Understanding and Controlling Condensation in Metal & Steel Buildings
This entry was posted on January 5, 2012.
Adding insulation has a positive impact on energy consumption, but it does not mean that more or thicker insulation will reduce moisture problems. As metal buildings are made more airtight, their thermal efficiency increases. Interior moisture however is less likely to be reduced by the often drier outside air.
Moisture will occur anytime air comes into contact with a surface that is at or below its dew point temperature. If you know the air temperature and relative humidity you can predict the temperature at which condensation will form. Use this chart to help you predict dew point temperature in your building.
Example: If your metal building's inside temperature is 60°F and relative humidity is 50% then the dew point of the area is 41°F. Water will condense on any metal coming in the building that is below 41°F.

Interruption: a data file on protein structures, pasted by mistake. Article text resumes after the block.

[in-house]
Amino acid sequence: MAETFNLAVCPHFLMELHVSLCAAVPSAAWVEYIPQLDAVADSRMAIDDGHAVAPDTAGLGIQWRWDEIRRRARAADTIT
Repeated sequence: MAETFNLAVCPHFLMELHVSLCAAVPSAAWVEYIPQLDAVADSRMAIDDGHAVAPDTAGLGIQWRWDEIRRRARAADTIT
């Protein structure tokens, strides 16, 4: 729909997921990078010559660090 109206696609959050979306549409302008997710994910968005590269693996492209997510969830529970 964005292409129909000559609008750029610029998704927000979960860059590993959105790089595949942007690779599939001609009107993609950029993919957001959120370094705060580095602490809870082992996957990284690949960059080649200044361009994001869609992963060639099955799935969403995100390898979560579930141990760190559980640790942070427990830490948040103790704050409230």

Insulation such as reflective bubble foil is an economical means of reducing this problem. The material provides R-Value in metal building applications and is a vapor barrier with sufficient perm ratings to help control condensation.
Finally, the proper ventilation of interior areas and air spaces above insulation is essential. In all metal buildings, natural or mechanically powered ventilation is always the most effective means available to help control moisture in a buildings interior.
Hopefully you find this post helpful. Thank you for purchasing your Tempshield radiant barrier insulation at the InsulationStop, the pro's stop for the best quality and best insulation prices.